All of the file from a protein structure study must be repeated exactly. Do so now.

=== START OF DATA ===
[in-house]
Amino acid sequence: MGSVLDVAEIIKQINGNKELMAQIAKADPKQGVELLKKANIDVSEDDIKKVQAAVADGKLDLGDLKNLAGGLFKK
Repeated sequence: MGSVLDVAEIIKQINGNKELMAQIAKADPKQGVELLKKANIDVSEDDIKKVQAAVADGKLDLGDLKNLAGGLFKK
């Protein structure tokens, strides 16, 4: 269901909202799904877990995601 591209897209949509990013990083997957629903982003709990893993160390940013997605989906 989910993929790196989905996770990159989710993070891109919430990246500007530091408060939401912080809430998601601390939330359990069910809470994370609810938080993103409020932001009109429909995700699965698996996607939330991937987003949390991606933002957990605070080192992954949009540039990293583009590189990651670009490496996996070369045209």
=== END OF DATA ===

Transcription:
[in-house]
Amino acid sequence: MGSVLDVAEIIKQINGNKELMAQIAKADPKQGVELLKKANIDVSEDDIKKVQAAVADGKLDLGDLKNLAGGLFKK
Repeated sequence: MGSVLDVAEIIKQINGNKELMAQIAKADPKQGVELLKKANIDVSEDDIKKVQAAVADGKLDLGDLKNLAGGLFKK
């Protein structure tokens, strides 16, 4: 269901909202799904877990995601 591209897209949509990013990083997957629903982003709990893993160390940013997605989906 989910993929790196989905996770990159989710993070891109919430990246500007530091408060939401912080809430998601601390939330359990069910809470994370609810938080993103409020932001009109429909995700699965698996996607939330991937987003949390991606933002957990605070080192992954949009540039990293583009590189990651670009490496996996070369045209």